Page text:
Explainer: Why do they keep saying ‘My Lady’ at the Oscar Pistorius trial?
Schalk van Zuydam AP Press Association Images
ALTHOUGH MANY OF us would not like to admit it, the Oscar Pistorius murder trial is captivating viewing.
Even when those in the witness box decline to be filmed, the camera turns to the accused. A kind of twisted OscarCam that makes for compelling viewing. The 27-year-old, who shot and killed his girlfriend, Reeva Steenkamp on Valentine’s Day in 2013, sometimes sits with his head in his hands, seemingly inconsolable.
At other stages, he is quite animated, writing notes and passing them to his legal team, or fiddling with his phone.
He was physically sick as details of the victim’s post-mortem were given earlier this week. Reporters in the courtroom said the stench reached them on the benches.
For those watching from Ireland, the judicial system is noticeably different. For one, they are actually able to watch it live — there is even a 24-hour news channel dedicated to it called The Oscar Pistorius Trial.
However, this is unusual for South Africa as well.
Judge Thokozile Masipa made a landmark ruling ahead of the trial, allowing media access to tape the testimony. There have been some restrictions put in place, but hours of footage have been shown each day of the past two weeks.
During those hours, viewers will have heard the words “My Lady” said more than anything else.
It can be quite jarring at first to take this in as they are said in response to the questions of two male lawyers — Larry Roux for the defence and Gerrie Nel for the State.
However, there’s a simple explanation.
When witnesses take the stand, they are talking to the court (not to the lawyers). The head of the court is the judge, and in this case the judge is female. Hence, “My Lady”.
If the judge was male, the words would be My Lord or My Lordship.
Got more questions? Read on…
Why is Pistorius on trial since he has admitted to shooting Reeva?
The State has accused the Olympian of pre-meditated murder, something he denies.
He says that he shot the 30-year-old model after mistaking her for an intruder, in a moment of paranoia.
So can he be convicted of a lesser crime?
Yes, the court may find him guilty of lesser charges, such as culpable homicide. Incidentally, Pistorius’s brother was acquitted of just that charge last year.
Pre-meditated murder carries a sentence of life in prison (without parole for at least 25 years). Culpable homicide could see him go to jail for up to 15 years.
Will we hear from Pistorius?
The accused will appear before the court as a defence witness after the State has closed its case. He will be subjected to a cross-examination by the State prosecutor.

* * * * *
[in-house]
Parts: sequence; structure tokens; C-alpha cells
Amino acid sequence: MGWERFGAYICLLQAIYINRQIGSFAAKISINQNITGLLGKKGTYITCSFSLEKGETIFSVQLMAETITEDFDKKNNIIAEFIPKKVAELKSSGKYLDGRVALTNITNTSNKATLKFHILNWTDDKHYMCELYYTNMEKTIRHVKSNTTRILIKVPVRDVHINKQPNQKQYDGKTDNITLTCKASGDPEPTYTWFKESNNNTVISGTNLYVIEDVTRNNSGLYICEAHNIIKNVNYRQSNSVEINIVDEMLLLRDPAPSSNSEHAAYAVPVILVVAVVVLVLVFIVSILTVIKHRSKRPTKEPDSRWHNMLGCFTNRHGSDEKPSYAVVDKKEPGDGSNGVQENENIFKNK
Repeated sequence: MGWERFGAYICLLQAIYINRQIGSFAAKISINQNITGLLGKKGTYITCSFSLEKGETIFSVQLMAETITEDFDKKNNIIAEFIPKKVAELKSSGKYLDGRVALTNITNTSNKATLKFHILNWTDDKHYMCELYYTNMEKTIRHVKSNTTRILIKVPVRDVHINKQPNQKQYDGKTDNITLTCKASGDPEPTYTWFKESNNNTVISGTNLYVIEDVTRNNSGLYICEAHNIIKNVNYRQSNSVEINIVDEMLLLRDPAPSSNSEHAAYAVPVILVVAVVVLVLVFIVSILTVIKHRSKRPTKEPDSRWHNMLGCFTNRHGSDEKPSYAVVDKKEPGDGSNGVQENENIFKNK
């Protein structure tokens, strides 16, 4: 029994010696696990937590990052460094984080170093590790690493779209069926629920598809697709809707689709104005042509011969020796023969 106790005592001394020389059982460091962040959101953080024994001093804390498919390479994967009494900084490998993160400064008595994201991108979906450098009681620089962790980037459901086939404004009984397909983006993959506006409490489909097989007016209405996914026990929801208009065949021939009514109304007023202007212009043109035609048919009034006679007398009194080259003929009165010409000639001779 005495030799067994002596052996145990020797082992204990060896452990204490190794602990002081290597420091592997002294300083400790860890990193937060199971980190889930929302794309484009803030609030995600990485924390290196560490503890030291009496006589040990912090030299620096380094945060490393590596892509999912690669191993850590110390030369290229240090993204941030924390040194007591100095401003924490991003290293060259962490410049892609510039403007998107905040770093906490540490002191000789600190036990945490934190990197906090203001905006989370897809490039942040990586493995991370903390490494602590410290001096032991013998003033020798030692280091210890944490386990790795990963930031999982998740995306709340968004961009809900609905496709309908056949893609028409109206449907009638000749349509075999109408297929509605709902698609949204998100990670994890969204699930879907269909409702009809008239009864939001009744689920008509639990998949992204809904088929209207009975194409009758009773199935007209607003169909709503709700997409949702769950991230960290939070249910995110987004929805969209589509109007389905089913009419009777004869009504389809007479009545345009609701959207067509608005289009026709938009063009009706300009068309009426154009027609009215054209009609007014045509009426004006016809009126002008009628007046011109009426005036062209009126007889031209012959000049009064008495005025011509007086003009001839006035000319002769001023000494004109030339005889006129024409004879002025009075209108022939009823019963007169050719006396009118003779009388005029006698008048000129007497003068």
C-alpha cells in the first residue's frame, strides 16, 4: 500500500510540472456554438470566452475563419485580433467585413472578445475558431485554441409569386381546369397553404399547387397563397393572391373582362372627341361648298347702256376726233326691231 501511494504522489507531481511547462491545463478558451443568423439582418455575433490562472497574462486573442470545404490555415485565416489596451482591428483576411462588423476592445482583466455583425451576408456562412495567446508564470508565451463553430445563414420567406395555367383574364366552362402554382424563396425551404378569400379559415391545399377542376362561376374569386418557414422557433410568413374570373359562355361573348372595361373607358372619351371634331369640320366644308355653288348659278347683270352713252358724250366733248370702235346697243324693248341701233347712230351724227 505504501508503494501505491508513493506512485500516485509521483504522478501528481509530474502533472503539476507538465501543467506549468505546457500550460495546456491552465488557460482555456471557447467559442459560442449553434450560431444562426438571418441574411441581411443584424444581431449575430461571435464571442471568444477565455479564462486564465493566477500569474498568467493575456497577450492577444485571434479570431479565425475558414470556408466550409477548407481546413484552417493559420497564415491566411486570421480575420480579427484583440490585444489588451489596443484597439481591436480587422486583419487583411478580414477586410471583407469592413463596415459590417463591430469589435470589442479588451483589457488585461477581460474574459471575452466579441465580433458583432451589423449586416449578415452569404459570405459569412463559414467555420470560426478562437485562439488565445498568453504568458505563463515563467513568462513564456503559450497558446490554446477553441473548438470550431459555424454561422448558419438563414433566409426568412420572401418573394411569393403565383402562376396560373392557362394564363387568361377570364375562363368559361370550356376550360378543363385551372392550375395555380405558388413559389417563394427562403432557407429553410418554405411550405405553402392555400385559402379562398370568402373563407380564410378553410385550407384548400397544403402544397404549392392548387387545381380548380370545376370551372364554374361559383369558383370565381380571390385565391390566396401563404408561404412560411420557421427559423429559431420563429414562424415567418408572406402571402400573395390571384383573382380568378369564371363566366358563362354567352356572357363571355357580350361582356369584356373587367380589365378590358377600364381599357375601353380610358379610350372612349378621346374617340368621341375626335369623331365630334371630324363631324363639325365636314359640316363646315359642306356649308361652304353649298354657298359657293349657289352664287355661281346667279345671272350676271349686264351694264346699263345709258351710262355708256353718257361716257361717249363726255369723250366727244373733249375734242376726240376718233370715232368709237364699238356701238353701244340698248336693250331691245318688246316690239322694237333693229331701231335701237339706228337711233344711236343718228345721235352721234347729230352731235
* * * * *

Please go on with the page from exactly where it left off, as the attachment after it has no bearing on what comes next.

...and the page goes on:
When does it end?
The trial was due to run until 20 March, but there are now plans for a two-week extension.
How come we haven’t seen a jury?
There are no juries in South African court rooms. They were abolished in 1969 under apartheid laws. Despite the repeal of these rules, the judicial system remains unchanged in terms of juries.
The 66-year-old former crime reporter will deliver a verdict by herself. South Africans seem to have much faith in her that, because of her experience, she will come to an unbiased decision, unfazed by the celebrity and attention on the proceedings.
What have we heard this week?
The evidence has jumped to a number of factors this week, including the devastation that the bullets used can cause to the human body; the marks on the bathroom door made by the cricket bat used by the defendant to break the lock; and the food found in Steenkamp’s stomach.
This food suggests she ate within two hours of her death. This appears to contradict the athlete’s version that the couple went to bed around 10pm the previous evening. However, his legal team claimed that there could not be certainty to the doctor’s claim.
Judge Masipa banned all live media coverage of Saayman’s testimony on the autopsy report, including live posts on Twitter and blogs.
The hearing so far has been dotted with bizarre events, and not just Pistorius’s retching.
During one neighbour’s testimony, Roux read the witness’s telephone number to the court. Obviously, he started to receive calls and texts from members of the public who were watching.
Another blunder on Thursday led to a photograph of Steenkamp’s body being shown in court by accident. The accused got sick again.
The trial continues.